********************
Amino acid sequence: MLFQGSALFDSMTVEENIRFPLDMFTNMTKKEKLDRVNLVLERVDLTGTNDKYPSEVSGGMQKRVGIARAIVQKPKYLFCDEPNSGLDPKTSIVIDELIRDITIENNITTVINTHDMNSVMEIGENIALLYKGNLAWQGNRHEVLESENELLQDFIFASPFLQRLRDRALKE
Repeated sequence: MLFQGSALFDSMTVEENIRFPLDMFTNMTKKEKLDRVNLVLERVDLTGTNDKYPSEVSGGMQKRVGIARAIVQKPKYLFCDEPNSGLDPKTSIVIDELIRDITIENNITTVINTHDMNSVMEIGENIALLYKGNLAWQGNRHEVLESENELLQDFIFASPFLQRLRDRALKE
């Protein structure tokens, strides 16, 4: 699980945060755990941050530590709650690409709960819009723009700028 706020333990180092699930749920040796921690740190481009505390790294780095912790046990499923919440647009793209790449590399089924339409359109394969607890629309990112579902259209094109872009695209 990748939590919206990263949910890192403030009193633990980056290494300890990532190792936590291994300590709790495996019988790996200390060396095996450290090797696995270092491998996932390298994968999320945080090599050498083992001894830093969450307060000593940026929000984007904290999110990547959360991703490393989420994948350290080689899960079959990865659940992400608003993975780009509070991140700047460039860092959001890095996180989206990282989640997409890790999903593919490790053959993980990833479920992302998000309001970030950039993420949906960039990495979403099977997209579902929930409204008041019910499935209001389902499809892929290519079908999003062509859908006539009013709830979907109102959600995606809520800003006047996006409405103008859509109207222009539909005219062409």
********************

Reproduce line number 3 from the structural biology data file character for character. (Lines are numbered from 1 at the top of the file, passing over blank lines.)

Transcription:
């Protein structure tokens, strides 16, 4: 699980945060755990941050530590709650690409709960819009723009700028 706020333990180092699930749920040796921690740190481009505390790294780095912790046990499923919440647009793209790449590399089924339409359109394969607890629309990112579902259209094109872009695209 990748939590919206990263949910890192403030009193633990980056290494300890990532190792936590291994300590709790495996019988790996200390060396095996450290090797696995270092491998996932390298994968999320945080090599050498083992001894830093969450307060000593940026929000984007904290999110990547959360991703490393989420994948350290080689899960079959990865659940992400608003993975780009509070991140700047460039860092959001890095996180989206990282989640997409890790999903593919490790053959993980990833479920992302998000309001970030950039993420949906960039990495979403099977997209579902929930409204008041019910499935209001389902499809892929290519079908999003062509859908006539009013709830979907109102959600995606809520800003006047996006409405103008859509109207222009539909005219062409």